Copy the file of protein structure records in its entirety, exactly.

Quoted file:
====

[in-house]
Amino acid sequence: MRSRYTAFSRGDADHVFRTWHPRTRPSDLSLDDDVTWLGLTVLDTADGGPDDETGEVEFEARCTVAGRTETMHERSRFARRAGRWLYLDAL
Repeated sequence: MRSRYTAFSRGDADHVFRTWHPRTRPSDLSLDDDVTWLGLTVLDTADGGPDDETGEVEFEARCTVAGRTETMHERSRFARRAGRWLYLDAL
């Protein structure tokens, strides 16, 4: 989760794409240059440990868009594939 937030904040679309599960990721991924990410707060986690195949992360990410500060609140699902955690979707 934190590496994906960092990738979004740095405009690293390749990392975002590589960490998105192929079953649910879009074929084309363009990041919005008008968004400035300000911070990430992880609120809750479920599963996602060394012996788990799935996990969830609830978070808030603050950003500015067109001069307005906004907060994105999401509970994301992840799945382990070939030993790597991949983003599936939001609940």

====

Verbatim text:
[in-house]
Amino acid sequence: MRSRYTAFSRGDADHVFRTWHPRTRPSDLSLDDDVTWLGLTVLDTADGGPDDETGEVEFEARCTVAGRTETMHERSRFARRAGRWLYLDAL
Repeated sequence: MRSRYTAFSRGDADHVFRTWHPRTRPSDLSLDDDVTWLGLTVLDTADGGPDDETGEVEFEARCTVAGRTETMHERSRFARRAGRWLYLDAL
């Protein structure tokens, strides 16, 4: 989760794409240059440990868009594939 937030904040679309599960990721991924990410707060986690195949992360990410500060609140699902955690979707 934190590496994906960092990738979004740095405009690293390749990392975002590589960490998105192929079953649910879009074929084309363009990041919005008008968004400035300000911070990430992880609120809750479920599963996602060394012996788990799935996990969830609830978070808030603050950003500015067109001069307005906004907060994105999401509970994301992840799945382990070939030993790597991949983003599936939001609940």